You might wonder why one of the places we are donating to is a for-profit vet hospital. Wasson Memorial is a very unique. They will not let the extreme poverty level keep locals from getting their animal’s medical care. They don’t turn away people who can’t pay; they believe that it can be worked out somehow. Dr. Cannon and Dr. Holmes are deeply committed to their community and created a special fund for the animals at their local Animal Control. You can read about the fund here: http://www.wassonmemorialvetclinic.com/donationfunds.html

We are very impressed that Wasson Memorial is boarding cats who have lost their homes from the fire or who have been found wandering, and they are doing this free of charge. They know that the people in their community who had very little to begin with now have nothing, including their homes which could mean they will never be with their beloved animals again. We are donating to Wasson Memorial because we believe that compassion before cash deserves to be supported.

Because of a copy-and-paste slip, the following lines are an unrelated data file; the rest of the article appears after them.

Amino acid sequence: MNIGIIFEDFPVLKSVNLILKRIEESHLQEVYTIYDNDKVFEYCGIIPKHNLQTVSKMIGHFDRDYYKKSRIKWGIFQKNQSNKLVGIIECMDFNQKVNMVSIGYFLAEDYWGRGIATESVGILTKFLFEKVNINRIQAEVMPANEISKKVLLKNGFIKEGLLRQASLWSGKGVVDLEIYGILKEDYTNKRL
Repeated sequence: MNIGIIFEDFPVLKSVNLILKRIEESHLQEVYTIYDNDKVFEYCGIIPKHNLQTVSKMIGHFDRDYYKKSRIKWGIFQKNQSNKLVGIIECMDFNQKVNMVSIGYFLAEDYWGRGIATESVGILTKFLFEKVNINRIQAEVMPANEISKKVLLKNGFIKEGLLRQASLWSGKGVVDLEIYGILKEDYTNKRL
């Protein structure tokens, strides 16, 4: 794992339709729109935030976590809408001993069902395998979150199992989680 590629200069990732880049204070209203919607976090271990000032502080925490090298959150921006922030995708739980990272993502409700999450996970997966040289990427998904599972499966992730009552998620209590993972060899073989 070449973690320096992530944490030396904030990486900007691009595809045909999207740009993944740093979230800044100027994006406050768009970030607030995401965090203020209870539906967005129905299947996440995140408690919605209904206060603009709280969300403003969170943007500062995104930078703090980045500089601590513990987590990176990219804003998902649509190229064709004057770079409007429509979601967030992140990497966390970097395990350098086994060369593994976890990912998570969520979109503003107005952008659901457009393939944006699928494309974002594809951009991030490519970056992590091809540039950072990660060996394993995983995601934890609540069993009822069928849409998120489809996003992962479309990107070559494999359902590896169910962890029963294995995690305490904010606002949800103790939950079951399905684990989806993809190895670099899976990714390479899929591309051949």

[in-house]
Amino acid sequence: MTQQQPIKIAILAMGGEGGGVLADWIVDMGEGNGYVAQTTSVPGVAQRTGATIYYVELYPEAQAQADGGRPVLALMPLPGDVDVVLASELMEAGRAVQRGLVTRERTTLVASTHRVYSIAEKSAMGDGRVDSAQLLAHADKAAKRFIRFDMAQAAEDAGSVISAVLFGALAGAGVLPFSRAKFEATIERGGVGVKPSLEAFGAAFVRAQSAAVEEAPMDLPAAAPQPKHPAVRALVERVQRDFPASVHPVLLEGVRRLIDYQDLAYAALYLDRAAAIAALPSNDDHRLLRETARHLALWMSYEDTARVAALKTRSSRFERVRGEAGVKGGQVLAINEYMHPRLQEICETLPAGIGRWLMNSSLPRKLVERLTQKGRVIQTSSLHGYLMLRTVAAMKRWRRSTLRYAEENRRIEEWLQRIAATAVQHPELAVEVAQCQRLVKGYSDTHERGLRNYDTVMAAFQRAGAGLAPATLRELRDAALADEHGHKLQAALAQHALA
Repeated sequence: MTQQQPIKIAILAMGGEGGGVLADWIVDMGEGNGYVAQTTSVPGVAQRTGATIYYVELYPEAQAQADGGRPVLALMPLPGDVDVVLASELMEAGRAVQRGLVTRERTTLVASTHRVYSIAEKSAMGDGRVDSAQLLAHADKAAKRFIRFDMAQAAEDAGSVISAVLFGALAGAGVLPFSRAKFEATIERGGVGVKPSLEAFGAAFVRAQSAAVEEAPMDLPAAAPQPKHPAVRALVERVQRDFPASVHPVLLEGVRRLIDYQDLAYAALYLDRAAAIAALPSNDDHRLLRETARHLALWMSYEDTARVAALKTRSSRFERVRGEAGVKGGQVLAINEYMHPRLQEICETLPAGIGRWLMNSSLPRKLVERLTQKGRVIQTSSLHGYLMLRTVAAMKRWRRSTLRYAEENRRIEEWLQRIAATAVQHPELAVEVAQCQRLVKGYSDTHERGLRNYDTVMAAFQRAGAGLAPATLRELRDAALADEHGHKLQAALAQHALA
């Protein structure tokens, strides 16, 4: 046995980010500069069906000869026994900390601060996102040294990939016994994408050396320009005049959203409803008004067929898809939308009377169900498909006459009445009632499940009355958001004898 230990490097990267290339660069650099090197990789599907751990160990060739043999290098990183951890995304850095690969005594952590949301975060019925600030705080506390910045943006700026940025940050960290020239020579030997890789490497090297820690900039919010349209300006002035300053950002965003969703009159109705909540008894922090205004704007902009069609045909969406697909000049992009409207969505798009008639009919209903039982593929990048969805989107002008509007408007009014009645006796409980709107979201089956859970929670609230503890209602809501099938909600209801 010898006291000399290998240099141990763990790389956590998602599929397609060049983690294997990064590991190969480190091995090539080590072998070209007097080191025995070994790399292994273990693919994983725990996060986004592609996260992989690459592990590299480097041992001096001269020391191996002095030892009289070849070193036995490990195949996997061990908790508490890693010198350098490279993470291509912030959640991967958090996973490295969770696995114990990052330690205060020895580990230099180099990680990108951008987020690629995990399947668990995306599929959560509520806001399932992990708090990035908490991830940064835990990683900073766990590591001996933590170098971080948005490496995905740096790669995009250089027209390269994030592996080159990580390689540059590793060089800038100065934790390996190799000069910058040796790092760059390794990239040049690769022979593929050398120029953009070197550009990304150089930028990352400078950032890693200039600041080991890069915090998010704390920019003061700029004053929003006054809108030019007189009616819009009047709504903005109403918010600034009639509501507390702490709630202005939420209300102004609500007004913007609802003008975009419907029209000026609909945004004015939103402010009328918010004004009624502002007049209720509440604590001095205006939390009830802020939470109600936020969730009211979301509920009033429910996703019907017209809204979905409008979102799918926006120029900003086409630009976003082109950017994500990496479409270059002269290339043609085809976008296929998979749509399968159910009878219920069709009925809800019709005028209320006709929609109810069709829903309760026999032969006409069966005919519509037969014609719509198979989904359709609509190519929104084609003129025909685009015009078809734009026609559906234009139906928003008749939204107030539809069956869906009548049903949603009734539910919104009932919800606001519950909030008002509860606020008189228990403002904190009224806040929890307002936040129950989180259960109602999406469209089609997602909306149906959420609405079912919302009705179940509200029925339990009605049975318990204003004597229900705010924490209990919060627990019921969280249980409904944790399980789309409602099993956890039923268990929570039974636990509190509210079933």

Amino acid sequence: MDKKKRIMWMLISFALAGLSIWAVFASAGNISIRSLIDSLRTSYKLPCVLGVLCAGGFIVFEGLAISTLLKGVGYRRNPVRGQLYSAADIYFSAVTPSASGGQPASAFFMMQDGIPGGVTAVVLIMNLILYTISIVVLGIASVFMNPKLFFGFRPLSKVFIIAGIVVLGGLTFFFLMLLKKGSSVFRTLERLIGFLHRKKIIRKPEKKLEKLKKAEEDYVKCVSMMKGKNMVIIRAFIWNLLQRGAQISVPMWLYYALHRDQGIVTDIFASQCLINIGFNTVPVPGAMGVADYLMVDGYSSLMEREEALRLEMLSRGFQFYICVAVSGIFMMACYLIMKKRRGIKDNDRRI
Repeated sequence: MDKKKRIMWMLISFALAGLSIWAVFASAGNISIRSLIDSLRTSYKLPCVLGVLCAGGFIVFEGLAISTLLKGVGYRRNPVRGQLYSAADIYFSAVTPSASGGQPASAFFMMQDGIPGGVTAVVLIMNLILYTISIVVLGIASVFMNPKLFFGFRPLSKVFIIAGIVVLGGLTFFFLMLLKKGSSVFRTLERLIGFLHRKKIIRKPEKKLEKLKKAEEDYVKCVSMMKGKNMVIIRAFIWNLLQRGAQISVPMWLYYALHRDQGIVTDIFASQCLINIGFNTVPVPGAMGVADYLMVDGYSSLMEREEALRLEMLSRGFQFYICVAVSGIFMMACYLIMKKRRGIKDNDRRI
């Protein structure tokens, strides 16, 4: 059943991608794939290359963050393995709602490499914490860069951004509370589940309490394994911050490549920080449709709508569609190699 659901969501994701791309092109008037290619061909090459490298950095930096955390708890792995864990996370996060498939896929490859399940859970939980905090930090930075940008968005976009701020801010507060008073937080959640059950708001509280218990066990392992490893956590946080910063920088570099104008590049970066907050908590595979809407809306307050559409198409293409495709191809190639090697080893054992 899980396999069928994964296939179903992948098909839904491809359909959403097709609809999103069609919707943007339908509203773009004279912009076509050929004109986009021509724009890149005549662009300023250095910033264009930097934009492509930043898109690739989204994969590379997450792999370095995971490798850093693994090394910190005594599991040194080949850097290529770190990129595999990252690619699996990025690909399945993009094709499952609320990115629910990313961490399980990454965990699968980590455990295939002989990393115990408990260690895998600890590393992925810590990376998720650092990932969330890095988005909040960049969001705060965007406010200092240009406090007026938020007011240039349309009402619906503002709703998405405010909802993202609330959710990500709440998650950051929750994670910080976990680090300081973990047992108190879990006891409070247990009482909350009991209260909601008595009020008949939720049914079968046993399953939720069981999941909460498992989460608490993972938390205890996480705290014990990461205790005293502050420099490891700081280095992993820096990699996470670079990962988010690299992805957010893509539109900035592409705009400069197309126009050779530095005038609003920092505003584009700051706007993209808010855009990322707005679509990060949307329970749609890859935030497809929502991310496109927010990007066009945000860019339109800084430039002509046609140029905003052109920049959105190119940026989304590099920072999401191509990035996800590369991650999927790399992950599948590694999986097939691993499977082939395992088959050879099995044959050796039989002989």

As of today the fire is only 15% contained. Over 65,000 acres have burnt in that one fire alone. Hundreds of homes have been destroyed leaving thousands of people and their animal homeless. The town of Middleton is completely gone, every structure burnt to the ground.

If you have any information about the owners of this cat call 707-263-5380.

At Cat Faeries we feel very blessed – we’ve got the best customers! And we believe in philanthropy. We are in the process of getting more supplies to help cats and other animals (and people too!) where they are needed most – this is why you shop with Cat Faeries: 1% of our sales go to rescue efforts. In time of disasters like the two fires we order and pay for various supplies to feed and care for cats and other animals.